Romeo and JulietWatch this thread
Although categorised as a romantic tragedy, Shakespeare’s Romeo and Juliet (1597) deviates from this genre of Ancient Greek literature, as it contains distinct comedic elements. In particular, the playwright employs a variety of literary and structural devices. This includes foreshadowing, hamartia, sexual innuendos and biblical allusions to reinforce Romeo and Juliet ‘s stance, as a play, between these two genres.
To begin with, the repeated use of foreshadowing throughout the play evidences its classification as a tragedy. For instance, the play immediately begins with mention of the protagonists’ eventual death as apparent in the prologue where the chorus states, “...A pair of star-cross’d lovers take their life;/ Whose misadventured piteous overthrows/ Do with their death bury parent’s strife”. Unlike that of Greek dramatists, Shakespeare’s chorus introduces the theme of fate (a mythical external force) and its pivotal role in the outcome of the play whilst heightening tension and introducing possibilities for dramatic irony and catharsis. Moreover, in Act 3, Scene 5, when Romeo descends down the ladder from Juliet’s balcony she exclaims, “O God, I have an ill-divining soul! / Methinks I see thee, now thou art so low, / As one dead in the bottom of a tomb. / Either my eyesight fails, or thou look'st pale”. This prophetic vision serves correct as an indication to a malign future, as Romeo does indeed die at the bottom of the Capulet tomb. Therefore, the heavy use of foreshadowing contributes to Romeo and Juliet’s stance as a tragedy.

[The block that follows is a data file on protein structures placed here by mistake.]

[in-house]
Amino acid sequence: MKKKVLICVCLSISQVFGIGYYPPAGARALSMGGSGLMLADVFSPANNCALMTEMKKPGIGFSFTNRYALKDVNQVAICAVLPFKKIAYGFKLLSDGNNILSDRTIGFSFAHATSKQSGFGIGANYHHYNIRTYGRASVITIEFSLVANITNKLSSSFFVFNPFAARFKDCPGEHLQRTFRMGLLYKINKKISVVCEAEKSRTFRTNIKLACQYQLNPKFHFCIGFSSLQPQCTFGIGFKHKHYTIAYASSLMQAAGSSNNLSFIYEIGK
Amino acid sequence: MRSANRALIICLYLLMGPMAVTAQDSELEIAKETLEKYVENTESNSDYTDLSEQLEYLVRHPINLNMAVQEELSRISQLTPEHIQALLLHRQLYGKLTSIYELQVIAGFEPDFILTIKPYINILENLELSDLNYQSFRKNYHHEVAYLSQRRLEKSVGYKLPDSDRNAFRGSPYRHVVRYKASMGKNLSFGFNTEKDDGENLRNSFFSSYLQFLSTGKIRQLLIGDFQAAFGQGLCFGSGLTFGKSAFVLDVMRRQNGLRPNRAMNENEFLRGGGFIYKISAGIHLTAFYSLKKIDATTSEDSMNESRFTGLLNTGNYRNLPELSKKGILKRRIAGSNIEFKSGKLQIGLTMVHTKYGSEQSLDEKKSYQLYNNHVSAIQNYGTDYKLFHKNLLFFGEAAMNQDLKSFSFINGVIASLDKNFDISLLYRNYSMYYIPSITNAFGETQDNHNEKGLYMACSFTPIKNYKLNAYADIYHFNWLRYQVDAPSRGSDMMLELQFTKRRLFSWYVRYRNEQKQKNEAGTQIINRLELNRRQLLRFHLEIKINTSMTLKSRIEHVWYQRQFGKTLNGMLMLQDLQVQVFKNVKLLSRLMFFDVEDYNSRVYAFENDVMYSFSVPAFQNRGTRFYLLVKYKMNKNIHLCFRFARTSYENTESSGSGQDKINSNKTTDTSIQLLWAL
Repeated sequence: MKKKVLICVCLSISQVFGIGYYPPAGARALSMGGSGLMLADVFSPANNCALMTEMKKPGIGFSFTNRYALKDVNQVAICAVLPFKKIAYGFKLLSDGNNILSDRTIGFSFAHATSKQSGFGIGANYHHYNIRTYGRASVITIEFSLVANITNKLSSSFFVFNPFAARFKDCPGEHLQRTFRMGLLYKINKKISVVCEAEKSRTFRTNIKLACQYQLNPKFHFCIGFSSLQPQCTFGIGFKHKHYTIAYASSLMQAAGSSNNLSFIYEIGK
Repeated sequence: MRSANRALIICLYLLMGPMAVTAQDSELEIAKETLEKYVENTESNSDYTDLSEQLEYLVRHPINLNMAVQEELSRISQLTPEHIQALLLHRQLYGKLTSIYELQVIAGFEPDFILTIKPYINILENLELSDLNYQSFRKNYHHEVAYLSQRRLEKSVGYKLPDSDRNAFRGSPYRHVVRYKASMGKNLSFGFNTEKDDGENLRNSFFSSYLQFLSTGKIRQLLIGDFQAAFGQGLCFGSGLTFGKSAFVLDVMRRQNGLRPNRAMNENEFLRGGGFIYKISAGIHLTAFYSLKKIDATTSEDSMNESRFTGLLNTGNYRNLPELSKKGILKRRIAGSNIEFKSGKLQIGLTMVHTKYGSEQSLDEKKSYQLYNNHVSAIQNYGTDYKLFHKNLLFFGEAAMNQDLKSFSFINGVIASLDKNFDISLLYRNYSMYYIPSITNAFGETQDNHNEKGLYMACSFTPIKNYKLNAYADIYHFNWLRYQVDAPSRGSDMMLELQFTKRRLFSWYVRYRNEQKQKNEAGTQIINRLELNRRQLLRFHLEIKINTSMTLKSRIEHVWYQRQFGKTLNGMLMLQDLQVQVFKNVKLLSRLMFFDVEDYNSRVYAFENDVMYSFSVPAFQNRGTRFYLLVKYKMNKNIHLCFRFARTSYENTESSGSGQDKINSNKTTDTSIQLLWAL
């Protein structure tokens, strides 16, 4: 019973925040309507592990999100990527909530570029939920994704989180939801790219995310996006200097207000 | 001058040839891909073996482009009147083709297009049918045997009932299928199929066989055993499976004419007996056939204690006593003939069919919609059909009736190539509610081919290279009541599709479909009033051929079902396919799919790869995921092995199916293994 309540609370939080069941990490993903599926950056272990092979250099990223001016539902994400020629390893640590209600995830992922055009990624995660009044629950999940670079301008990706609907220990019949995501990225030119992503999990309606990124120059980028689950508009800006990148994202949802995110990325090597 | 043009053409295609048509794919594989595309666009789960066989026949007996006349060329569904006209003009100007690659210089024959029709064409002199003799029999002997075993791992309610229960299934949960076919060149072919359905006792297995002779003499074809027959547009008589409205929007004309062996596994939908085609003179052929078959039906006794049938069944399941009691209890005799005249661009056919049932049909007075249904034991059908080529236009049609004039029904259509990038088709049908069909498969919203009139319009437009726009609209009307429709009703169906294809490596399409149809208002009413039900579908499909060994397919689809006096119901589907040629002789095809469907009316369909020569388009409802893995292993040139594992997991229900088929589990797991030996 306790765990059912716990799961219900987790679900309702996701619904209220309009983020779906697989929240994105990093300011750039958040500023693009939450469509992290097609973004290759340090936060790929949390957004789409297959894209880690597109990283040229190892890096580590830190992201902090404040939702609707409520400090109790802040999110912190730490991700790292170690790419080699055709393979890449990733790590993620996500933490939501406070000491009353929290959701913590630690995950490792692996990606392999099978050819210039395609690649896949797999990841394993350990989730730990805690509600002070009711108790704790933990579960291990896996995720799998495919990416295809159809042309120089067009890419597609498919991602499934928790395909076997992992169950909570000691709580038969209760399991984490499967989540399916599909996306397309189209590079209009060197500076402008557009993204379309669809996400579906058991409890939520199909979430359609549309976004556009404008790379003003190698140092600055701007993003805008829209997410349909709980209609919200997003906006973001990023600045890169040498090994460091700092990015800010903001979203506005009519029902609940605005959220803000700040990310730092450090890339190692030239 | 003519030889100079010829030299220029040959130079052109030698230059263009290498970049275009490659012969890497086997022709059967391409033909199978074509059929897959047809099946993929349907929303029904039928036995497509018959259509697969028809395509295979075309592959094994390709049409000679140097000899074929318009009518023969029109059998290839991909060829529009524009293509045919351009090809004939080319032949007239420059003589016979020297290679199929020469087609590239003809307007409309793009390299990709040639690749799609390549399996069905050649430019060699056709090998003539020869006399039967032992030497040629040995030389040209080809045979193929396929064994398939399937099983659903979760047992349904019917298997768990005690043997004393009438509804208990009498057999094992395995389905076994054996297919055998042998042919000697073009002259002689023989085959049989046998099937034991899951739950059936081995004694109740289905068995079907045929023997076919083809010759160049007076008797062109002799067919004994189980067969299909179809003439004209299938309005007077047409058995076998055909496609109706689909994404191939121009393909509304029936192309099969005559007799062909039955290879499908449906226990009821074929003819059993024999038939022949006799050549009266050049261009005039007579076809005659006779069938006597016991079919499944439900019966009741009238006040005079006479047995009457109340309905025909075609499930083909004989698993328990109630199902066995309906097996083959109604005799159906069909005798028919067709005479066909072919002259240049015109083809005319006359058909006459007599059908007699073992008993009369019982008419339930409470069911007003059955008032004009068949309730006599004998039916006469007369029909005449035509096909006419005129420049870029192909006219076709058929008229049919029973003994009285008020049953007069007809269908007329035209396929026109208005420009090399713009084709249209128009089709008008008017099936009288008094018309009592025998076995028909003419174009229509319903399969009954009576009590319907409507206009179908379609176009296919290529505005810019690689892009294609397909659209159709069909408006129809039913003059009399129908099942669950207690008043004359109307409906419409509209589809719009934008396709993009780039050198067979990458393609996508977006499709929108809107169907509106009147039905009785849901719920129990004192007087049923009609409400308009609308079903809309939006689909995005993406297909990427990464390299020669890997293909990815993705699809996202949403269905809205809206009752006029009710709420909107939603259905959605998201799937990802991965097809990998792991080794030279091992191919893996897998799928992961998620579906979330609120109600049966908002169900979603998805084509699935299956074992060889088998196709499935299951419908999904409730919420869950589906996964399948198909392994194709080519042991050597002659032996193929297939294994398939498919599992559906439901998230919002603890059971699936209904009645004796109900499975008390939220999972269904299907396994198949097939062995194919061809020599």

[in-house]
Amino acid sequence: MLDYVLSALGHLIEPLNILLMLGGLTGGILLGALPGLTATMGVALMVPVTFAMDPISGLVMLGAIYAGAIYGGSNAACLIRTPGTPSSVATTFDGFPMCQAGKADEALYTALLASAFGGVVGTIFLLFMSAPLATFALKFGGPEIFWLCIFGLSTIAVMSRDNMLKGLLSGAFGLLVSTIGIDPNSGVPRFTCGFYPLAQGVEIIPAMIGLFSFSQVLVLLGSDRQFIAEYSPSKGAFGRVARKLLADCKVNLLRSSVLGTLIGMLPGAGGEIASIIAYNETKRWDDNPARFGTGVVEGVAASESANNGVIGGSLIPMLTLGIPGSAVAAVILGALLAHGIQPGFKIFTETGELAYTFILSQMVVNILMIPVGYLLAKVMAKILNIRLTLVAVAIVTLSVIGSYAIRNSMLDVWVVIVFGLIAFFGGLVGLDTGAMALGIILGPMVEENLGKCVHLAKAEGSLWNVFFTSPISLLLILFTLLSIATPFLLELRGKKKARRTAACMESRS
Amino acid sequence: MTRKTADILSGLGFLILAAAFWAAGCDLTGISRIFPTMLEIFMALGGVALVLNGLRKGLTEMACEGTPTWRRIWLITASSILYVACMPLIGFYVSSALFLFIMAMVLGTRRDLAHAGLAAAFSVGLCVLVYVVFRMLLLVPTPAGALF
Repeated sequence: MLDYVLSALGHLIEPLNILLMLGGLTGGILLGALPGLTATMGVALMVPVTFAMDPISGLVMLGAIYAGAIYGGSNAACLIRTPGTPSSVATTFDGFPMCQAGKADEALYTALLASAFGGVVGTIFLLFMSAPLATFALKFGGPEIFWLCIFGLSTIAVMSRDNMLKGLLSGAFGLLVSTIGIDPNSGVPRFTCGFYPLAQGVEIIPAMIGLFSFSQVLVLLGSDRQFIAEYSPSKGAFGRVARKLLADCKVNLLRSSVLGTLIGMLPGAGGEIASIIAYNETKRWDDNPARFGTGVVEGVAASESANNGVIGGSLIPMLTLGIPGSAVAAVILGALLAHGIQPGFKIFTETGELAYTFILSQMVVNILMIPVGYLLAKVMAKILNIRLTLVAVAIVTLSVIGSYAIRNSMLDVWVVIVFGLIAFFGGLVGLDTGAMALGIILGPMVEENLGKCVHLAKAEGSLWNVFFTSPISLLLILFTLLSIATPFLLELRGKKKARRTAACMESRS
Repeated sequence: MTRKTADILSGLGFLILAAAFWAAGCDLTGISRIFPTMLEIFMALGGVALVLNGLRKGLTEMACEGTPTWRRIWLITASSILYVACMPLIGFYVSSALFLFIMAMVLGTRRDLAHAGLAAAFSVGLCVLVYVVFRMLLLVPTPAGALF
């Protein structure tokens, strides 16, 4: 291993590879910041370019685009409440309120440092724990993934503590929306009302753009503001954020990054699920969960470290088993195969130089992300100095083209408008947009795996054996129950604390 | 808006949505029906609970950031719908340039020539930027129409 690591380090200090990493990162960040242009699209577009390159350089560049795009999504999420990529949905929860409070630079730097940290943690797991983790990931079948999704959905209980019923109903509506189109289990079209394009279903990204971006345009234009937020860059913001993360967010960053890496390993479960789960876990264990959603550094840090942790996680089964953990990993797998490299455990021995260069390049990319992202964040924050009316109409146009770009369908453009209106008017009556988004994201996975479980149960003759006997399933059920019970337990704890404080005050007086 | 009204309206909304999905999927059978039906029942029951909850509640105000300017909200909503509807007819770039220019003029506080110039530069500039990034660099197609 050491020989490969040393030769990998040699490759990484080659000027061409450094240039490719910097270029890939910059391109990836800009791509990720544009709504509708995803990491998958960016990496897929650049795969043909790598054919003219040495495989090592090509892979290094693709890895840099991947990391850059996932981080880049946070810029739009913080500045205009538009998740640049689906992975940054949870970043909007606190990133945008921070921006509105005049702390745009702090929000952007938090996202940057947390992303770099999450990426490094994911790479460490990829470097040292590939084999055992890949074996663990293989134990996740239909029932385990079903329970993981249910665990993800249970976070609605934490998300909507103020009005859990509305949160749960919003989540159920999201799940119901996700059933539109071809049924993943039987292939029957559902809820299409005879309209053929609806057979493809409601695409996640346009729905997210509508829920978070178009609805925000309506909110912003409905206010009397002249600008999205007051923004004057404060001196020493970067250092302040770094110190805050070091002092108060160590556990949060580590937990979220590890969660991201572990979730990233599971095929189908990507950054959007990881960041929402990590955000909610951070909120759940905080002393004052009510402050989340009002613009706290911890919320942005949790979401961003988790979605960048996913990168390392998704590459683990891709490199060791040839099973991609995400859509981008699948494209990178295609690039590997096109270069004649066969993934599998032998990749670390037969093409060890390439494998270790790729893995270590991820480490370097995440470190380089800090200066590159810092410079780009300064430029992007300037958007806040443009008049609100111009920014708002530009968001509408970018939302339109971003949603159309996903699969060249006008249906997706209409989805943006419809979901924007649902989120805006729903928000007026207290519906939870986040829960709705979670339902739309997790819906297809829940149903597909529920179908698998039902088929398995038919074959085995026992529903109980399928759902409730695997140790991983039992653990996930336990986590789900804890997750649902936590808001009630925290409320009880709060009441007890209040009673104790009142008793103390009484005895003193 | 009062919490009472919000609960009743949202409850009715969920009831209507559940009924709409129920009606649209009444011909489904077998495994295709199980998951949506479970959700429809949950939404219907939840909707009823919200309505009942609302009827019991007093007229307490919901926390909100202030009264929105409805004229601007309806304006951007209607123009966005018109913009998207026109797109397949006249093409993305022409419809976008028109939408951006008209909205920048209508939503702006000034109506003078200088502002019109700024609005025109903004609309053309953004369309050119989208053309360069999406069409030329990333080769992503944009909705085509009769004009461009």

On the other hand, Romeo and Juliet contains distinct comedic devices including the presence of the characters of Mercutio and the Nurse. Throughout the entirety of the play, these characters serve to nullify the tragic irony of the “star-crossed lovers” as seen by the recurring physical comedy and sexual innuendos. For instance, the Act 1, Scene 3 quote, “Thou wilt fall backward when thou hast more wit”, from the Nurse’s first monologue, provides comic relief to the audience. Here, the Nurse refers to her husband’s bawdy humour and particular his rather sexual pun (double meaning of “fall backwards”). However, considering the fact that this was said to an infant (3-year-old Juliet), this quote aligns with the reality of the patriarchal, Elizabethan society and common law that positioned upper class women as moveable possessions to be passed from father to husband in strategically advantageous marriages. Likewise, amidst this exchange, the importance of the Nurse as a caregiver throughout Juliet’s childhood and the lack of affection/emotional detachment between Juliet and Lady Capulet is highlighted. Thus, although Juliet is commodified, the Nurse’s utilisation of body humour provides entertainment throughout the play.